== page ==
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Nish Kumar on being a meme, the legacy of Goodness Gracious Me and choosing comedy over law

The comedian reveals his early influences and why Asian families care so much about education.

In September 2012, a publicity shot of a pensive Nish Kumar found its way into the possession of some mischievous members of the far right. The image was subsequently turned into a meme known as the "Confused Muslim" and used to peddle such piercing religious jousting as: “Angry that Christians insulted my prophet. Cannot insult Jesus as he is a prophet too.” Kumar, who was “raised Hindu”, dedicated an entire section of his stand-up routine to responding to the meme, and admits it did leave him a little confused. “I didn’t even know they’d used it until someone shared it on my Facebook page!”

Prior to that, while undertaking comedy’s rites of passage, Kumar was working a series of mundane office jobs, presumably to help perfect his material. He explains: “I got out of university and there was a general panic throughout my family as to what I was going to do. For about six months, I did this job in recruitment and I was just so awful at it. I jumped before I was pushed. It was like being asleep for six months, although truth be told they probably did wish I was asleep because my conscious efforts were that bad. All the while I was working these office jobs, I was still gigging until finally I got enough comedy to make a real go of it.”

Kumar attended Durham University between 2004 and 2007, where officially he read English and History, but “what I really did was comedy.” He performed in the sketch group The Durham Revue, helping him first reach the Edinburgh Fringe. The 31-year-old, though, is quick to point out that he learnt to laugh well before his move to the north-east. So, what’s your origin story? “I was bitten by a radioactive Meera Syal,” he jokes. “No, but seriously, I used to watch a lot of comedy. I think Romesh [Ranganathan] and me are sort of the offspring of Goodness Gracious Me. That was a really seminal moment. I was only a kid at the time that it got big; I was a huge fan of The Simpsons and Red Dwarf, and other shows around then, but Goodness Gracious Me came along and there was this moment where you just thought: ‘Oh right, Asians can do this too.’”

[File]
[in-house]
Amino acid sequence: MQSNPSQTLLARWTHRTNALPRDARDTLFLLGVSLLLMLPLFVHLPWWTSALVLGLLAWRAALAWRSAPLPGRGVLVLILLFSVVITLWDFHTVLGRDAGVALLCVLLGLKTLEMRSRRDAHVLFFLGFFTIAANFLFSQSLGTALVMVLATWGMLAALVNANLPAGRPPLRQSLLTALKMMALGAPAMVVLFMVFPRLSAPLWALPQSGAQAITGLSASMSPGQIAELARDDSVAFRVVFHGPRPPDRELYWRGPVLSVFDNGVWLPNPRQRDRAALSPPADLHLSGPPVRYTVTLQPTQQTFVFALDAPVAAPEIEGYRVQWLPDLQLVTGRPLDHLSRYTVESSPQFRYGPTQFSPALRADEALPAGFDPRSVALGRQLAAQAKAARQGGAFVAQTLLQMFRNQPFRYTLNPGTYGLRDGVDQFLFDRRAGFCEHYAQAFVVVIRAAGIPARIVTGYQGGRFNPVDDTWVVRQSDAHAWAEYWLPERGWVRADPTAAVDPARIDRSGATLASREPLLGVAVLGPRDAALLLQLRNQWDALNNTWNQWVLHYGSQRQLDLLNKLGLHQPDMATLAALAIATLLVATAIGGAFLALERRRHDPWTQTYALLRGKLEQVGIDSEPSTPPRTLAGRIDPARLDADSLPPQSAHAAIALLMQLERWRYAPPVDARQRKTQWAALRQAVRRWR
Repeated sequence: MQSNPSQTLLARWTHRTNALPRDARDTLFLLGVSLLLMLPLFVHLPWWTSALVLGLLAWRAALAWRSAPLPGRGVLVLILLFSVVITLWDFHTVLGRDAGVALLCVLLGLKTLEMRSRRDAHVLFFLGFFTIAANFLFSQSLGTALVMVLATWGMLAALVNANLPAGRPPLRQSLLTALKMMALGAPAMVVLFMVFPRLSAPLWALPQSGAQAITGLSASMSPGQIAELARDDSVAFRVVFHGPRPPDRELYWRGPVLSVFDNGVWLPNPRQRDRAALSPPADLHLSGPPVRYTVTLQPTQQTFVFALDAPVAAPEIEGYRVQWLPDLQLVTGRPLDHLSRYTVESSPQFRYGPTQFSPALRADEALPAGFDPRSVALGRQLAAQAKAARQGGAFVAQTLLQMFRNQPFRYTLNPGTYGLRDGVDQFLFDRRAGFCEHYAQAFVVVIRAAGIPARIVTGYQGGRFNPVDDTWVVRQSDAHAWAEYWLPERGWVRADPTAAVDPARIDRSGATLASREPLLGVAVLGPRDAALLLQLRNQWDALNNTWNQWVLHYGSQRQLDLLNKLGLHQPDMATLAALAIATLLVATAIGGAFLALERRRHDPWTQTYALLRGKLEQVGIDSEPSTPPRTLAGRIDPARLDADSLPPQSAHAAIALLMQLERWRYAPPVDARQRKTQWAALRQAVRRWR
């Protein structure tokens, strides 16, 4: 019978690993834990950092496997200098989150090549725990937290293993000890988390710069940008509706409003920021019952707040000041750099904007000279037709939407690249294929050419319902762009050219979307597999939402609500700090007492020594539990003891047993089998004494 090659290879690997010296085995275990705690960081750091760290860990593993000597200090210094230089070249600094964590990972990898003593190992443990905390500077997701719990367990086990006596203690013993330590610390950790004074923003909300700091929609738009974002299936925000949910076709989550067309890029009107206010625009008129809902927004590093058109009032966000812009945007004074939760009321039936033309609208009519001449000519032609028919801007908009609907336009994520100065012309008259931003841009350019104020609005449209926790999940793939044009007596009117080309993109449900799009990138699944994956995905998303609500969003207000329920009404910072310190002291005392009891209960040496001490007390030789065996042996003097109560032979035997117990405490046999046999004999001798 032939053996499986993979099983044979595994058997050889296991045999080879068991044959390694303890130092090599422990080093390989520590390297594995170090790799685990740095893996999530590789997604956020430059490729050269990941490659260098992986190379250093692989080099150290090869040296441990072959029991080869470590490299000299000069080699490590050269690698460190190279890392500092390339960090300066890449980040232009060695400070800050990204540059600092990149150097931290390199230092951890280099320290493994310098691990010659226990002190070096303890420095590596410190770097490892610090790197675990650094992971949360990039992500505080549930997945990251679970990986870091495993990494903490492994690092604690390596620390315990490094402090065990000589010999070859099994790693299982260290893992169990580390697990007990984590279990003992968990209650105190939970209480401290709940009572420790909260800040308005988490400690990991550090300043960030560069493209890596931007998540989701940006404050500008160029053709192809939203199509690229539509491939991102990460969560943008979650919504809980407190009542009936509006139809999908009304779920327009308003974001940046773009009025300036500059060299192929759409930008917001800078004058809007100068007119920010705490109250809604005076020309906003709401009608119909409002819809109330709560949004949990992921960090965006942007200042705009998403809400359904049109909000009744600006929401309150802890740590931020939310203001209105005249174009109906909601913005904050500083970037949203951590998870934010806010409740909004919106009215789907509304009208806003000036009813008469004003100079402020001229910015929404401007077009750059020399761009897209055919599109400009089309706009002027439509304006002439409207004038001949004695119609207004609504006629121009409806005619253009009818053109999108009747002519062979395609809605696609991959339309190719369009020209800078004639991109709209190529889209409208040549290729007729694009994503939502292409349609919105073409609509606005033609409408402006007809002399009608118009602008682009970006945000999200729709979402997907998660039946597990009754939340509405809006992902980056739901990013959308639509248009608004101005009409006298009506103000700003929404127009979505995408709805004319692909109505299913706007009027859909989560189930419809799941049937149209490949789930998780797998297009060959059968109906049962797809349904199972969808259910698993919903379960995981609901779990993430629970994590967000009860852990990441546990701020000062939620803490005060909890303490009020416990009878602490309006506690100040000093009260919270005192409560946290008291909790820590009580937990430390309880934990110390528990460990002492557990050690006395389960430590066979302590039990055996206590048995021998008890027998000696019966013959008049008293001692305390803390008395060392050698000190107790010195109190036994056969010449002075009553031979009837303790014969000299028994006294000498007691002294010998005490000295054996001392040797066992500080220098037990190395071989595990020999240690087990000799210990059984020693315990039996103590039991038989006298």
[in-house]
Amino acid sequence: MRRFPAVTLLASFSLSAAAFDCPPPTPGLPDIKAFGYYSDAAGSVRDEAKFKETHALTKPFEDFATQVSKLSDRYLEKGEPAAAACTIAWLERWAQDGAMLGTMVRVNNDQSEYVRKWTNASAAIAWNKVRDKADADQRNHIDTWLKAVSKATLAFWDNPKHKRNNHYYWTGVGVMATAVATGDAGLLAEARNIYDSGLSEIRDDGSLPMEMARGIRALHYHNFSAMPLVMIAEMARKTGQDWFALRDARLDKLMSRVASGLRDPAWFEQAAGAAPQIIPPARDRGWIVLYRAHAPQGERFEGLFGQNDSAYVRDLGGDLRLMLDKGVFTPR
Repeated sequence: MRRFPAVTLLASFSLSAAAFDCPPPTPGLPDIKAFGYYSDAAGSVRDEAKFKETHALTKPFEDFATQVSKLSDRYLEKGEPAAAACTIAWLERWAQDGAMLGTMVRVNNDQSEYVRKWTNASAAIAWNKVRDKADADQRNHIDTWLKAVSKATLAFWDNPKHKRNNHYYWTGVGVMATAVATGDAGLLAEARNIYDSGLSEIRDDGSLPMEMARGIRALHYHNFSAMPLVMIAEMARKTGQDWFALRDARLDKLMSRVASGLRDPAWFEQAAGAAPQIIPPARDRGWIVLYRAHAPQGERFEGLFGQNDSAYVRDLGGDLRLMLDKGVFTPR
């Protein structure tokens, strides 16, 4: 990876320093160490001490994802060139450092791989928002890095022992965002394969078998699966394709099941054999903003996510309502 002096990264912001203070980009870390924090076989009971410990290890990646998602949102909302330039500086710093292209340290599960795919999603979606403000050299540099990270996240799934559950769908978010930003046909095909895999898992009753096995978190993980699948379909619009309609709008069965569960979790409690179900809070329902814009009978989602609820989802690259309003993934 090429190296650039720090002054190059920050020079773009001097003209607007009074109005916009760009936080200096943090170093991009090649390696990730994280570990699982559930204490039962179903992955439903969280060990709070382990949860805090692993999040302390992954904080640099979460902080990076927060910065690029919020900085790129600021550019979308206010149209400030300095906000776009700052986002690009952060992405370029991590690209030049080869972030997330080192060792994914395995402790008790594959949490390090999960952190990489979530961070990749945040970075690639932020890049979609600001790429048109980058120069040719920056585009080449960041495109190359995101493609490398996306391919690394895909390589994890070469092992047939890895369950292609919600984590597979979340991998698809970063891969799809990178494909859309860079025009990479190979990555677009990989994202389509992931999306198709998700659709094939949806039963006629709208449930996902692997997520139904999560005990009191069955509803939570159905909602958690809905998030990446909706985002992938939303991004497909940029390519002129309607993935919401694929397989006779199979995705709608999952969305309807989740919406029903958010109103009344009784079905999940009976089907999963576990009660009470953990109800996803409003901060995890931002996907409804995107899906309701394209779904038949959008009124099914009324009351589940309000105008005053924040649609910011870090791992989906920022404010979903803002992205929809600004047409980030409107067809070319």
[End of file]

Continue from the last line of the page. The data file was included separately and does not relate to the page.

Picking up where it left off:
Goodness Gracious Me, widely regarded as the peak of Asian comedy and arguably Asian media as a whole, was a sketch show which addressed serious issues affecting the continent’s British diaspora, including racism, integration versus assimilation, academic expectations and mixed relationships. How much does your ethnicity instruct your material? “I guess you’d have to say that experience informs whatever you do in stand-up. Of course, I’m going to draw on what I’ve grown up with, but the key distinction that I’ll point out is that people like me and Romesh don’t have to mention it. And we don’t have to; because we’ve had those doors kicked open for us by Goodness Gracious Me. They [the cast] kicked the doors open for us by normalising the idea of Asians in mainstream comedy. And they were able to be funny, not just about Asian issues, but also appeal to a wider audience.”

It’s worth noting that while Goodness Gracious Me may have succeeded in lampooning many tropes of being a British Asian, it represented as much a genuine coping mechanism as it did a welcome quirk of concept. The sketch about a father ruing that his son only managed to achieve four As and one B at A-Level is amusing, but it also serves to highlight a very pressurised aspect of many Asians’ upbringings.

Kumar, who comes from a family guilty of their own almost impossibly high standards, believes that this is a cultural phenomenon that has a scale. The moderate side means a little bit of ribbing at a family get together; the more sinister side means a student desperate to pursue arts is discouraged in favour of the notionally more respectable career paths of medicine, accountancy or law. Why do you think those sorts of jobs are put on a pedestal? “I guess from migrants’ perspectives in particular, as in those who have taken the risk to come to England in the first place, they just want some sort of security for their kids. If you’ve come over to England and done whatever job you can, the theory is that the next generation should do something that is indispensable to society. Essentially, if your kids become part of the machinery of the state, they won’t get kicked out.”